When TxDOT considered revising their selection process, the RFQ approach was not chosen because it was presumed to be too time-consuming for consultants to maintain their own information.[24] However, the consulting-engineer community is willing to reconsider this option. They report that maintaining qualifications in the TxDOT database has become more burdensome than they expected when they helped craft this new approach. The primary concern of consultants if the precertification database is eliminated is that TxDOT develop and enforce strict size limitations in their RFQs so the letters of qualification do not grow to the size of full proposals.

Most professional design engineering services firms have systems in place that can very easily prepare project-specific qualifications packages that are more current and more structured for the particular project than the precertification listings produced by the TxDOT system.[25] These systems provide a basic marketing resource that every firm needs in order to maintain information on the firm’s and staff’s experience used to generate proposals. These databases are of varying levels of sophistication but all are designed to maintain the same information that is being submitted to the TxDOT precertification database.

Another option for reducing the administrative burden on consulting firms is to work with other state DOTs to establish a reciprocal-consulting engineers’ database to which consultants can provide their information one time to be used by all DOTs. The current president of AASHTO recently commented that his state DOT in Utah is working with the Arizona DOT on an initiative for interoperability.[26] The purpose of this initiative is to find ways to reduce administrative redundancies, such as prequalification databases, across state DOTs. This would include licensing reciprocity and possibly a database for consultants that will contain precertification information, “doing business as” status and other relevant information.


Recommendations

A. TxDOT should work with the consulting engineering design community to continue to improve the consultant selection process.

While the concept behind the precertification database was good, there is room for improvement. In the two years since the implementation of the database, other states have made further innovations. Options for TxDOT include modifying the database or replacing it with a Request for Qualifications system. Whatever changes are made, it is crucial that the private sector be involved in designing the changes.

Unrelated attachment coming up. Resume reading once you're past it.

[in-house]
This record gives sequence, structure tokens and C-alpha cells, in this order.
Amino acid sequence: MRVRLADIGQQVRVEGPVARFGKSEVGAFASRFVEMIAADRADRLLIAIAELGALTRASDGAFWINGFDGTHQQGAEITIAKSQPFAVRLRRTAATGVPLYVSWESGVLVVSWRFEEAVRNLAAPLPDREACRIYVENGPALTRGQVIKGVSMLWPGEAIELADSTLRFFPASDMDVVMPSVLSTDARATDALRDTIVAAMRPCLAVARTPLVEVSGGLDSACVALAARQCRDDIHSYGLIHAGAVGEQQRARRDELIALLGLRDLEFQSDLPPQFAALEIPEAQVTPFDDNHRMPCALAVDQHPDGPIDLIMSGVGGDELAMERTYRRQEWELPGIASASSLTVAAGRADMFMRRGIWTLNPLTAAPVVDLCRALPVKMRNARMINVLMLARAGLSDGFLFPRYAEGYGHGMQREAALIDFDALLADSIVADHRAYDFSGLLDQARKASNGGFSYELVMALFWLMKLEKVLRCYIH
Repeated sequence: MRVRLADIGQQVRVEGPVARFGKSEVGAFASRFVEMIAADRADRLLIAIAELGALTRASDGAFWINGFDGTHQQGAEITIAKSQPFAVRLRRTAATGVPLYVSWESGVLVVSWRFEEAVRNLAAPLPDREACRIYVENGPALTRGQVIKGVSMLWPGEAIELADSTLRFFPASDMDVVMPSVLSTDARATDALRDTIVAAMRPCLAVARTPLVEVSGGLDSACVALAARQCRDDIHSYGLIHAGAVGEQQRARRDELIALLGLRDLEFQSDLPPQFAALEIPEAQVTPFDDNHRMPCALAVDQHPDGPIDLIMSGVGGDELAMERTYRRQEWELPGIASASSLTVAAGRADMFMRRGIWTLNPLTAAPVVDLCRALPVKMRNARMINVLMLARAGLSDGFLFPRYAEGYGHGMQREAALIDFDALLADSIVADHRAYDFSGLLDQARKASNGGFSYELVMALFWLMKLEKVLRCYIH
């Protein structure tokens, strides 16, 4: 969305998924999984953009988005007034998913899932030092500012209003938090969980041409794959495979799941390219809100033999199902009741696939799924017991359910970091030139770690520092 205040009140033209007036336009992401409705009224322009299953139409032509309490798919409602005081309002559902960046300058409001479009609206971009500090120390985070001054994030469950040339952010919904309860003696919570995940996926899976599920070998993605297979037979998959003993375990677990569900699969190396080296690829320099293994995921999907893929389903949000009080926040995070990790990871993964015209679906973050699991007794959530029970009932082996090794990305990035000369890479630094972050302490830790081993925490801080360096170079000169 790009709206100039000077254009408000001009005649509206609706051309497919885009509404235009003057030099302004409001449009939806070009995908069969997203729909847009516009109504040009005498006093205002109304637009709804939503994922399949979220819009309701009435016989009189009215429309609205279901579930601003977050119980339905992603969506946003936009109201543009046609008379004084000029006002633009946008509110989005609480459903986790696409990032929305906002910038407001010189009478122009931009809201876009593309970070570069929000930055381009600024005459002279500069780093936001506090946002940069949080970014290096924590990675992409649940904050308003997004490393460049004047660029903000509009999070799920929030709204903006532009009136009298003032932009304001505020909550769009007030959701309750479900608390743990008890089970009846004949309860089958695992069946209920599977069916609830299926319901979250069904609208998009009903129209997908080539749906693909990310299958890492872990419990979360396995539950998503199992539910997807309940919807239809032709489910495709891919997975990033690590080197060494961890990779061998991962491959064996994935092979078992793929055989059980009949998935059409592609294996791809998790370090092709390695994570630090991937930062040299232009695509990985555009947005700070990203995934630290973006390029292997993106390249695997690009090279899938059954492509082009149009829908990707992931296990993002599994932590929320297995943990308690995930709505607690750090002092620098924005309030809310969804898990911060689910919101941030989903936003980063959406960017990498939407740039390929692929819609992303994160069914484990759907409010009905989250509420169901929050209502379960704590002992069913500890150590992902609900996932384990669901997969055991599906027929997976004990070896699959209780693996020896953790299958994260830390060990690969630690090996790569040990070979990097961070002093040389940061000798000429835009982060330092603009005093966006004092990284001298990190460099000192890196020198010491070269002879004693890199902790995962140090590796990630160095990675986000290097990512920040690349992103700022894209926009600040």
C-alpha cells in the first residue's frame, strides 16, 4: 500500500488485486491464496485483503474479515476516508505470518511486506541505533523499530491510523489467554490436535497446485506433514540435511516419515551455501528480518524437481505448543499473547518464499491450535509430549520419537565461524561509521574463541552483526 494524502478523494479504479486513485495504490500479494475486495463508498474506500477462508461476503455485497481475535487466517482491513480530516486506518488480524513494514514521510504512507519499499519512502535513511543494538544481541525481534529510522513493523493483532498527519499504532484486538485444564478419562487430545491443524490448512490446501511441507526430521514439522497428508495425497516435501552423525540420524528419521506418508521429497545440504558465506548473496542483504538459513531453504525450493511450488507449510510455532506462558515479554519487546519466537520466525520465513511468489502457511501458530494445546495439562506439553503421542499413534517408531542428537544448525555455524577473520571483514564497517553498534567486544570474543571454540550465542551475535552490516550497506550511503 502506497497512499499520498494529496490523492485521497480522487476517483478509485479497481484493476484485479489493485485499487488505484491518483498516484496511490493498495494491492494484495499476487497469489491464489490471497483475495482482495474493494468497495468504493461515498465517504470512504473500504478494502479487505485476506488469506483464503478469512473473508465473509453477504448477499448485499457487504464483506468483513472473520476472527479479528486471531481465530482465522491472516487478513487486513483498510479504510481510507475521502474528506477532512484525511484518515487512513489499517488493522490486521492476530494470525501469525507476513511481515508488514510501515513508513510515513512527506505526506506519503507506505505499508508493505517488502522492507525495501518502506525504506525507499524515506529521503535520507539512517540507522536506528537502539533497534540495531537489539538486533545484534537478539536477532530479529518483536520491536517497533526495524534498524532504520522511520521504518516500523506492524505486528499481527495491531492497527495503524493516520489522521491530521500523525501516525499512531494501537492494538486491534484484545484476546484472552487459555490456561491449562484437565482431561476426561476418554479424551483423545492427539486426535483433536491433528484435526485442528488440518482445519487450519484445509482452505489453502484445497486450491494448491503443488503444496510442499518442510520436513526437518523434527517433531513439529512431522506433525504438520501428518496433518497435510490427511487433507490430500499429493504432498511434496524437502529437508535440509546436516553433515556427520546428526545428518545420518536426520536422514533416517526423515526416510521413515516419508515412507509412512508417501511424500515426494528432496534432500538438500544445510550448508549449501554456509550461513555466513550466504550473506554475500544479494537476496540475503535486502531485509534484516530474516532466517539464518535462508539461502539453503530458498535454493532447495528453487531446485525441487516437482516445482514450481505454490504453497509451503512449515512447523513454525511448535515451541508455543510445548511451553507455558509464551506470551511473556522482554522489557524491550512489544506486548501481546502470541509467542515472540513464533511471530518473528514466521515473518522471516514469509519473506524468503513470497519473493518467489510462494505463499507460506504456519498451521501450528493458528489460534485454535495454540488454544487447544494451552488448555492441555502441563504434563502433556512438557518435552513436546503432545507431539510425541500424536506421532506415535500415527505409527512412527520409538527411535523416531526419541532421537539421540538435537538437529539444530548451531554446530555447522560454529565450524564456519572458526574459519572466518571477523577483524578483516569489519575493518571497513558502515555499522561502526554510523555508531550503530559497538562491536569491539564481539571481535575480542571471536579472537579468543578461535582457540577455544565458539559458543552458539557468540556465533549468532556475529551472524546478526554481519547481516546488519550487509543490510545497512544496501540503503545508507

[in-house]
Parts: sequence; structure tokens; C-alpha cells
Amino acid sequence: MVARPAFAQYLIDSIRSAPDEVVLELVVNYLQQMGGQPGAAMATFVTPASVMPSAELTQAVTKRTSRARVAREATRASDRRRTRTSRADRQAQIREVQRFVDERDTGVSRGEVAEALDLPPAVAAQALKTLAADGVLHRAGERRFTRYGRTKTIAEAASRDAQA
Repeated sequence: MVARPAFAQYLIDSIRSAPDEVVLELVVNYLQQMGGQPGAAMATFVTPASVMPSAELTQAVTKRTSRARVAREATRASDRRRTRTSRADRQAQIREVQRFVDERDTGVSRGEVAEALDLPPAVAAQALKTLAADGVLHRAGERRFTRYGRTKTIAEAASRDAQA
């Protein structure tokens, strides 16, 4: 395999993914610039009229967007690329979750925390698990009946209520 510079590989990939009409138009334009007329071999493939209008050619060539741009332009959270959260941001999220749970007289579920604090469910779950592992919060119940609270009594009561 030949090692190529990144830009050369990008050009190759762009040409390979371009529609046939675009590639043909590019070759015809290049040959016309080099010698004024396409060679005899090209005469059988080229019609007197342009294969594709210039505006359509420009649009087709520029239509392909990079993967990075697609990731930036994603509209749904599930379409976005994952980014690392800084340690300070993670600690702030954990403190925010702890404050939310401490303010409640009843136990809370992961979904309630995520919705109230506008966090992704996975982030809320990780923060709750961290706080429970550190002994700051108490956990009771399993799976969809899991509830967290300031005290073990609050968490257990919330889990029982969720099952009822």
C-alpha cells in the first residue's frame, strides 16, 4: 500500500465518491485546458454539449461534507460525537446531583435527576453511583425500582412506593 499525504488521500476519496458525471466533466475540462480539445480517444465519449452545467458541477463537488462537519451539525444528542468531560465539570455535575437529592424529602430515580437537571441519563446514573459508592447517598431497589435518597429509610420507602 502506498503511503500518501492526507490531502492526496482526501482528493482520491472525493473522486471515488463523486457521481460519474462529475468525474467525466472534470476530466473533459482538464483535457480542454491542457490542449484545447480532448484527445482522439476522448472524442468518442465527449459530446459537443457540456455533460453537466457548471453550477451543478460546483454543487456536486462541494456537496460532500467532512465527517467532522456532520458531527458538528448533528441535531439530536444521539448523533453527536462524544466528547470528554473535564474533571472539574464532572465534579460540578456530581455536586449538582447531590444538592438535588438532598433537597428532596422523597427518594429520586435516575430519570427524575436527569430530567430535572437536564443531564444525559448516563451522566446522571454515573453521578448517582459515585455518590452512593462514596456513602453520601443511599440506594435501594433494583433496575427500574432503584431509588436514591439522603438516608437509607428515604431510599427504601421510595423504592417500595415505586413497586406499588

B. TxDOT should work with other states to find ways to reduce administrative burdens on itself and consulting firms.

TxDOT should contact other states currently involved in developing reciprocal databases to learn what they are doing and see if it is applicable to Texas. AASHTO would be a natural vehicle for this type of communication, and Texas would be the obvious state to take the lead in this region of the country.


Fiscal Impact

The fiscal effects of this recommendation cannot be estimated. Developing a more efficient consultant selection process could save administrative costs for TxDOT and further shorten the time needed to get projects started. It also could lessen the administrative burden on private-sector engineering firms.


Endnotes

[1] Interview with Robert Wilson, director, Design Division, Texas Department of Transportation, Austin, Texas, June 7, 2000.

[2] Interview with Robert Wilson, director, Design Division, Texas Department of Transportation, and Doug Woodall, engineer of field coordination, Consultant Contracts Office of the Design Division, Texas Department of Transportation, Austin, Texas, February 7, 2000.

[3] Interview with Robert Wilson, director, Design Division, Texas Department of Transportation, and Robert Kovar, deputy director, Design Division, Texas Department of Transportation, Austin, Texas, January 26, 2000.

[4] Interview with Steve Stagner, executive director, Consulting Engineers Council of Texas, Austin, Texas, July 18, 2000.

[5] Transportation Research Board, Consultants for DOT Preconstruction Engineering Work, NCHRP Synthesis 277, 1999, p. 25.